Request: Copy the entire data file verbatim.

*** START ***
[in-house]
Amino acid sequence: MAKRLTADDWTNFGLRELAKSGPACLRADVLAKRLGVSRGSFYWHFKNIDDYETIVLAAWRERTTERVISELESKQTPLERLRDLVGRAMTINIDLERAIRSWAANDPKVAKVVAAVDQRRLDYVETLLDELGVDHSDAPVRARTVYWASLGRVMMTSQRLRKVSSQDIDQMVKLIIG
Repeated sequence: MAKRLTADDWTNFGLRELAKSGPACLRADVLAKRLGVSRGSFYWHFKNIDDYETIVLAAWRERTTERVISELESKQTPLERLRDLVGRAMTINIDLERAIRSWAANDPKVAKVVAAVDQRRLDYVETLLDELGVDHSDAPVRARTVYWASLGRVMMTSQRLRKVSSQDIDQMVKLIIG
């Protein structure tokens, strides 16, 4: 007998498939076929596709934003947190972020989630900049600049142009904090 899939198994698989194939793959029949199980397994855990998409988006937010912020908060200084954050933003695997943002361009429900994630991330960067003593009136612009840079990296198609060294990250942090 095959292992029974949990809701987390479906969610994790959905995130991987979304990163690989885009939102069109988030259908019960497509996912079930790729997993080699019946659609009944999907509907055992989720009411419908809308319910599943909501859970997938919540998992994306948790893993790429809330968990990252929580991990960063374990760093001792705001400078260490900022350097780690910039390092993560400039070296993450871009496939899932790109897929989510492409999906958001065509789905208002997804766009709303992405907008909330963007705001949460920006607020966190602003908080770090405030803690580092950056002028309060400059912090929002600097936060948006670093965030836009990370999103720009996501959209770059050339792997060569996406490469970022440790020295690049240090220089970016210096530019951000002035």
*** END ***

[in-house]
Amino acid sequence: MAKRLTADDWTNFGLRELAKSGPACLRADVLAKRLGVSRGSFYWHFKNIDDYETIVLAAWRERTTERVISELESKQTPLERLRDLVGRAMTINIDLERAIRSWAANDPKVAKVVAAVDQRRLDYVETLLDELGVDHSDAPVRARTVYWASLGRVMMTSQRLRKVSSQDIDQMVKLIIG
Repeated sequence: MAKRLTADDWTNFGLRELAKSGPACLRADVLAKRLGVSRGSFYWHFKNIDDYETIVLAAWRERTTERVISELESKQTPLERLRDLVGRAMTINIDLERAIRSWAANDPKVAKVVAAVDQRRLDYVETLLDELGVDHSDAPVRARTVYWASLGRVMMTSQRLRKVSSQDIDQMVKLIIG
């Protein structure tokens, strides 16, 4: 007998498939076929596709934003947190972020989630900049600049142009904090 899939198994698989194939793959029949199980397994855990998409988006937010912020908060200084954050933003695997943002361009429900994630991330960067003593009136612009840079990296198609060294990250942090 095959292992029974949990809701987390479906969610994790959905995130991987979304990163690989885009939102069109988030259908019960497509996912079930790729997993080699019946659609009944999907509907055992989720009411419908809308319910599943909501859970997938919540998992994306948790893993790429809330968990990252929580991990960063374990760093001792705001400078260490900022350097780690910039390092993560400039070296993450871009496939899932790109897929989510492409999906958001065509789905208002997804766009709303992405907008909330963007705001949460920006607020966190602003908080770090405030803690580092950056002028309060400059912090929002600097936060948006670093965030836009990370999103720009996501959209770059050339792997060569996406490469970022440790020295690049240090220089970016210096530019951000002035």